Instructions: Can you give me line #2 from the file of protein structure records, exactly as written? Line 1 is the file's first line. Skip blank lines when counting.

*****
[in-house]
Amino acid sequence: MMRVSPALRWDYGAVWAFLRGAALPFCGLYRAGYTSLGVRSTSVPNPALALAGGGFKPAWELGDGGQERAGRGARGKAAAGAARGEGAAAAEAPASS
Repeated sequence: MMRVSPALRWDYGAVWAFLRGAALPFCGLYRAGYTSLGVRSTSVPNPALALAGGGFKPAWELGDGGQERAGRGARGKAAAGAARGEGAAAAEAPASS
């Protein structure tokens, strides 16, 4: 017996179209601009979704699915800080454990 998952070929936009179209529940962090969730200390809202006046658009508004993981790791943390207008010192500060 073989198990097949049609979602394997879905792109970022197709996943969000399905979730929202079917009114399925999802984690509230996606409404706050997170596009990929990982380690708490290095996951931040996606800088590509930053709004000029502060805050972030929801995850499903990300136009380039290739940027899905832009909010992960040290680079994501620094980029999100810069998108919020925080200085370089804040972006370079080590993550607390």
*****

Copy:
Amino acid sequence: MMRVSPALRWDYGAVWAFLRGAALPFCGLYRAGYTSLGVRSTSVPNPALALAGGGFKPAWELGDGGQERAGRGARGKAAAGAARGEGAAAAEAPASS